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Sexuality and Gender Politics in Mozambique

Sexuality and Gender Politics in Mozambique: Rethinking Gender in Africa

Signe Arnfred
Copyright Date: 2011
Published by: Boydell and Brewer,
Pages: 328
https://www.jstor.org/stable/10.7722/j.cttn343m
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  • Book Info
    Sexuality and Gender Politics in Mozambique
    Book Description:

    Winner of the 2012 gender research award KRAKA-prisen. This book is about gender politics in Mozambique over three decades from 1975 to 2005. The book is also about different ways of understanding gender and sexuality. Gender policies from Portuguese colonialism, through Frelimo socialism to later neo-liberal economic regimes share certain basic assumptions about men, women and gender relations. But to what extent do such assumptions fit the ways in which rural Mozambican men and women see themselves? A major line of argument in the book is that gender relations should be investigated, not assumed, and that policies not matching people's lives are not likely to succeed. The empirical data, on which the argument is based, are first a unique body of data material collected 1982-1984 by the national women's organization, the OMM [when the author was employed as a sociologist in the organization] and secondly data resulting from more recent fieldwork in northern Mozambique. Importantly inspired by African post-colonial feminist lines of thinking, the book engages in a project of re-mapping and re-interpreting 'culture and tradition'. In this context, the book investigates in particular matriliny [c. 40% of Mozambique's population live under conditions of matriliny] and female initiation. The findings open new avenues for gender politics, and for re-thinking sexuality and gender - in Africa and beyond. Signe Arnfred is Associate Professor, Dept of Society & Globalization, and Centre for Gender, Power & Diversity, Roskilde University.

    eISBN: 978-1-84615-997-8
    Subjects: Sociology

Table of Contents

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  1. Front Matter
    (pp. i-vi)
  2. Table of Contents
    (pp. vii-viii)
  3. List of Illustrations
    (pp. ix-x)
  4. Acknowledgements
    (pp. xi-xiv)
    Signe Arnfred
  5. Glossary
    (pp. xv-xvii)
  6. Introduction
    (pp. 1-22)

    The title of this book reflects its double ambition: to make a contribution to feminist theorising by rethinking gender (and sexuality) based on material from Mozambique, and to say something about gender politics, sexuality and matriliny in Mozambique. The two ambitions are closely related. The chapters discuss sexuality and gender politics and policies in Mozambique over three decades, from Independence in 1975 to 2005. In doing so, they also investigate ways of understanding gender and sexuality. Gender policies from Portuguese colonialism through Frelimo socialismto later neo-liberal economic regimes share certain basic assumptions about women, men and gender relations. This however...

  7. 1 Women in Mozambique: Gender Struggle and Gender Politics (1987)
    (pp. 23-38)

    In his opening address to the first conference of the Mozambique Women’s Organisation (OMM) in 1973, Samora Machel, President of Frelimo, affirmed that women’s emancipation was an integral aspect of revolutionary struggle. In 1973 Frelimo was still a liberation front engaged in armed struggle against colonial rule. The northern part of Mozambique was a battle ground and the first OMM conference had to be held in the Frelimo camp at Tunduru in southern Tanzania. A photograph of the participants of this first conference can be seen In the OMM’s national secretariat in Maputo. Peasant women and women guerrillas are pictured...

  8. 2 Notes on Gender & Modernization (1988)
    (pp. 39-61)

    In an essay from 1976 the feminist historian Joan Kelly sums up her work in women’s history as follows:

    Indeed, what emerges [when the study of history is approached from the vantage point of women] is a fairly regular pattern of relative loss of status forwomen precisely in those periods of so-called progressive change. … Our notions of so-called progressive developments such as classical Athenian civilization, the Renaissance, and the French Revolution, undergo a startling re-evaluation. (Joan Kelly 1984, 2)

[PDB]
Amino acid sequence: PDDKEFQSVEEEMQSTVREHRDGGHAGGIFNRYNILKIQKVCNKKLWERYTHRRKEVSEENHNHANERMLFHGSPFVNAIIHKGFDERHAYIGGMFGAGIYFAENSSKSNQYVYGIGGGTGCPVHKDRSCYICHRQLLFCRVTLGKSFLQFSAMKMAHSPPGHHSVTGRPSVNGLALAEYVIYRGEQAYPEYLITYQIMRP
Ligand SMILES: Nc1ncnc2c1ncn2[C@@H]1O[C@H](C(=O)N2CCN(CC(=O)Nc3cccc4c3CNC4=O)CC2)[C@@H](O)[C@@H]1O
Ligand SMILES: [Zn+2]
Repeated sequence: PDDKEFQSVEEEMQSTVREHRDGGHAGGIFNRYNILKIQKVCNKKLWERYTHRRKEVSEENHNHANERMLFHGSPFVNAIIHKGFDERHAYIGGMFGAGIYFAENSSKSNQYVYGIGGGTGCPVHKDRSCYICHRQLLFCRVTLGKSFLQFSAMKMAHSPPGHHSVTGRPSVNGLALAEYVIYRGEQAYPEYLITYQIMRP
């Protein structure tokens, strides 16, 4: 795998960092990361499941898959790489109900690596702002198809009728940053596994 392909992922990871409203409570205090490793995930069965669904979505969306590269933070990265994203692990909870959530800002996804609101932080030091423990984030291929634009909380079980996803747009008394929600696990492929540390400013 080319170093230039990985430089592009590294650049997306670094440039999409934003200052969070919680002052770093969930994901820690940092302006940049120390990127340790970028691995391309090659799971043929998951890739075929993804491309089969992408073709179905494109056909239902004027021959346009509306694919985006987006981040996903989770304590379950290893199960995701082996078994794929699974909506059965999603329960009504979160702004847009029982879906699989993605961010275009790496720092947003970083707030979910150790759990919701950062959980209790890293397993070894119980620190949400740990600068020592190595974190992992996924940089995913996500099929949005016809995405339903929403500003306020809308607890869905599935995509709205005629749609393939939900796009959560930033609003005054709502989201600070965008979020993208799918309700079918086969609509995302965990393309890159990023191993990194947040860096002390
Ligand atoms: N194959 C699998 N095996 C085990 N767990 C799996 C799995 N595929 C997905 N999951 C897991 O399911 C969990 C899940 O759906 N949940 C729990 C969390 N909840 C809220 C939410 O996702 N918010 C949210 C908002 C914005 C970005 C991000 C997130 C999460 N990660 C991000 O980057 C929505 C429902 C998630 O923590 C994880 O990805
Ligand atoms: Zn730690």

On the basis of my work in Mozambique between 1981 and 1984, and afterwards through the analysis of extensive data...

  9. 3 Family Forms & Gender Policy in Mozambique 1975–1985 (1989–1990)
    (pp. 62-103)

    In 1982 a pioneer article was printed in the new bulletin of the Mozambican Ministry of Justice, Justiça Popular (Dagnino, Honwana & Sachs 1982). The article dealt with the diversity of family forms in Mozambique, thus establishing an anthropological overview that to my knowledge had not been there before, and on that basis discussing the difficult task of making a unified legislation function on such a diverse social base. The article pointed out (at least) five different family forms, or rather marriage systems existing in Mozambique: 1) The traditional matrilineal system of marriage, which is the most frequent one in...

  10. 4 Simone de Beauvoir in Africa: Woman – the Second Sex? Issues in African Feminist Thought (2000)
    (pp. 104-119)

    In an interview in 2000, Toril Moi, a distinguished figure in the contemporary relaunching of Simone de Beauvoir, confirms that there are two major ideas in de Beauvoir’s The Second Sex. One idea is that ‘one is not born, but rather becomes, a woman’. The other is that ‘in all known societies, woman has always been looked upon as ‘the other’’ (Larsen 2000, 82). This paper sets out to question and investigate the second statement. Is it really true that in all known societies woman is and has always been looked upon as ‘the other’, the second sex? Looked upon...

  11. 5 Gender in Colonial & Post-colonial Discourses (2003)
    (pp. 120-136)

    Seen in terms of conventional political science, and also as experienced by Mozambican men and women, the recent history of Mozambique has been very dramatic. There have been several changes of political regimes and almost three decades of war, from the onset of the armed struggle in 1964 to the Rome peace agreement in 1992. There have been two remarkable political shifts during this period. First there was the rapid transition in 1975 from Portuguese colonialism to political independence and Frelimo socialism. Second, in the late 1980s the government moved from Frelimo socialism to neo-liberal economic policies and a Structural...

  12. 6 Feminism & Gendered Bodies: On Female Initiation in Northern Mozambique (2008)
    (pp. 137-151)